Vietnamese Folklore: A Journey Through Myths and Legends

Vietnamese folklore, rich with myths, legends, and traditional stories, forms a vital part of the country’s cultural heritage. These tales not only entertain but also educate, passing down values, beliefs, and historical lessons through generations. By exploring Vietnamese folklore, we gain insights into the nation’s soul, understanding its collective psyche and societal norms. This article delves into the historical context of Vietnamese folklore, major themes, popular myths and legends, folktales, their role in festivals and rituals, and efforts to preserve and modernize these stories, highlighting their enduring significance in Vietnamese culture.

Historical Context of Vietnamese Folklore

Vietnamese folklore has its roots in the ancient history of the region, evolving over millennia through oral traditions and cultural exchanges. The folklore reflects the agricultural lifestyle of the Vietnamese people, their struggles against natural and human adversities, and their deep connection with the land and ancestors. Historical events, such as invasions and dynastic changes, have also influenced these stories, incorporating elements from Chinese, Cham, and other neighboring cultures. In traditional Vietnamese society, folklore served as a means of preserving history, imparting moral lessons, and fostering a sense of identity and unity among the people.

Major Themes in Vietnamese Folklore

Vietnamese folklore is characterized by recurring themes that mirror the values and beliefs of the culture. Themes of heroism and bravery are prevalent, with many stories highlighting the triumph of good over evil. Filial piety and loyalty are central motifs, reflecting the Confucian influence on Vietnamese society. The supernatural, including ghosts, spirits, and mythical creatures, often plays a significant role, symbolizing the connection between the physical and spiritual worlds. These themes not only entertain but also reinforce cultural norms and ethical behaviors, teaching lessons about courage, respect, and resilience.

Popular Myths and Legends

Among the myriad of Vietnamese myths and legends, several stand out for their profound cultural significance. The legend of Lac Long Quan and Au Co tells of the mythical ancestors of the Vietnamese people, a dragon lord and a fairy who gave birth to a hundred eggs, symbolizing the unity and origin of the nation. The story of Son Tinh and Thuy Tinh, depicting the rivalry between the Mountain God and the Water God, explains natural phenomena like floods and storms while teaching lessons about perseverance and love. The Legend of the Sword Lake (Hoan Kiem Lake) narrates how King Le Loi received a magical sword from a divine turtle, which helped him drive out invaders and restore peace. These legends are integral to Vietnamese identity, embodying the country’s historical struggles and triumphs.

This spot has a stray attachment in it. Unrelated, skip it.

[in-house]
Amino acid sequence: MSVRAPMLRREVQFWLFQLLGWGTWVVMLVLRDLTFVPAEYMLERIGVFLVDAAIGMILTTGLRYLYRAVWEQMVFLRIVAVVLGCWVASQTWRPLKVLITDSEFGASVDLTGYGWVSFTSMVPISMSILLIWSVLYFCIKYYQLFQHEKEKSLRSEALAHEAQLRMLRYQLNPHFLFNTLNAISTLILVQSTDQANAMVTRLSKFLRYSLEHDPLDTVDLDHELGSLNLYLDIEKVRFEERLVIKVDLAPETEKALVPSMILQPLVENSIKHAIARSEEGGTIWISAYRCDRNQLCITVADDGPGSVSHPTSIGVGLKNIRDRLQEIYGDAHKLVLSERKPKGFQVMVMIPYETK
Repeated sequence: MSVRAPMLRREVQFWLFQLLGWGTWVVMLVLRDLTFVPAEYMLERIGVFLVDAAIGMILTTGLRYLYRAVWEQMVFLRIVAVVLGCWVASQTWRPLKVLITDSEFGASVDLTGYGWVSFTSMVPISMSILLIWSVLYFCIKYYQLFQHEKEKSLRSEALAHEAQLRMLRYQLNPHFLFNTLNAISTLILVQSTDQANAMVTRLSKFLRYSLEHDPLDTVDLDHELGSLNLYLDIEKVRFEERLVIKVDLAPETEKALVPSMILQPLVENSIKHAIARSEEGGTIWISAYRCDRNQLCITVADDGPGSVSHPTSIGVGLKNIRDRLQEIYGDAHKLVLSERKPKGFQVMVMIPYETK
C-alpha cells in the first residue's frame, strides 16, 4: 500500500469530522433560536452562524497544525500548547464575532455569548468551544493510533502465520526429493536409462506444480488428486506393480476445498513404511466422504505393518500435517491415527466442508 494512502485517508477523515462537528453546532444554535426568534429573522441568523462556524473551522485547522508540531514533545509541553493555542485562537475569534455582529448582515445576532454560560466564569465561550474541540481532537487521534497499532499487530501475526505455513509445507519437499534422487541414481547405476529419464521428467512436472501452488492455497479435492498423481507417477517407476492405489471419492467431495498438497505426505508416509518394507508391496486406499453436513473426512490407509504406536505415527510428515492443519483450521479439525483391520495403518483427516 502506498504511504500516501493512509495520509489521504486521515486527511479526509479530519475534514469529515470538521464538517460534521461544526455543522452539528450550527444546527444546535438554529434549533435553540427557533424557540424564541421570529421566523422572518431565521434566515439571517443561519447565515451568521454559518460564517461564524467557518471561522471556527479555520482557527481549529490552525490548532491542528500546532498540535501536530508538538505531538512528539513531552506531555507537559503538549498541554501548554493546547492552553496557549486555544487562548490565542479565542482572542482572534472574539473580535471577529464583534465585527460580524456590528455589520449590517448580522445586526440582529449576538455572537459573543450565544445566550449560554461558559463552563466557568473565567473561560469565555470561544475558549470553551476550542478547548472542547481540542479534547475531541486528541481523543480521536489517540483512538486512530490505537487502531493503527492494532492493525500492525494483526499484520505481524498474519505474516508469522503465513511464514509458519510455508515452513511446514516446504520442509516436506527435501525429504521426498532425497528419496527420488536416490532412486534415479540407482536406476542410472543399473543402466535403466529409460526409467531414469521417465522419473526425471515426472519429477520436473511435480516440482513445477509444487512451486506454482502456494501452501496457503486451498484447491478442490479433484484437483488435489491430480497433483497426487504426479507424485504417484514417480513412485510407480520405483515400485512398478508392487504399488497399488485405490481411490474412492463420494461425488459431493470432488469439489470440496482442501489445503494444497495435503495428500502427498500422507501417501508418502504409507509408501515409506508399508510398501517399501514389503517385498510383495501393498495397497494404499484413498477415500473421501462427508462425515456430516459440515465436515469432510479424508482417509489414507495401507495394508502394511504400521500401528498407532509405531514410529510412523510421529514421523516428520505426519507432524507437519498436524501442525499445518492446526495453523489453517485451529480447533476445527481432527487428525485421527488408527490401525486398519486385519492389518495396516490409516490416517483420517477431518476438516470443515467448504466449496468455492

Folktales and Traditional Stories

Vietnamese folktales are an essential part of the cultural fabric, often used to convey moral lessons and cultural values. Stories like “The Golden Starfruit Tree” tell of kindness rewarded and greed punished, while “The Frog Who Became a King” highlights the virtues of intelligence and humility. These tales are typically passed down through generations, serving as both entertainment and educational tools. They reflect the everyday life of Vietnamese people, their wisdom, and their aspirations, offering insights into the cultural ethos and communal values of Vietnamese society.

Folklore in Festivals and Rituals

Vietnamese festivals and rituals are deeply intertwined with folklore, with many traditional celebrations rooted in myths and legends. During Tet, the Lunar New Year, various folktales and legends are reenacted and retold, reinforcing cultural heritage and communal bonds. The Mid-Autumn Festival, celebrated with lantern processions and lion dances, commemorates tales like that of Cuoi, the man on the moon, and the Moon Goddess. These festivals not only preserve the folklore but also bring communities together, allowing people to celebrate their shared history and cultural identity through ritualistic reenactments and communal activities.

Preservation and Modern Adaptations

In contemporary Vietnam, efforts to preserve and promote folklore are evident in various forms of media and education. Folklore is incorporated into school curriculums, ensuring that young generations are familiar with traditional stories and their cultural significance. Modern media, including films, television, and literature, often draw inspiration from these ancient tales, adapting them for contemporary audiences while maintaining their core messages. Initiatives by cultural organizations and the government support the documentation and dissemination of folklore, recognizing its importance in maintaining cultural continuity and identity in a rapidly modernizing world.


Vietnamese folklore, with its rich tapestry of myths, legends, and traditional stories, plays a crucial role in preserving the cultural heritage of Vietnam. These tales encapsulate the values, beliefs, and historical experiences of the Vietnamese people, offering insights into their collective identity. As modern Vietnam continues to evolve, the preservation and adaptation of folklore remain essential in maintaining the cultural fabric of the nation. Through these stories, the spirit of Vietnam endures, connecting the past with the present and future, and enriching the nation’s cultural landscape.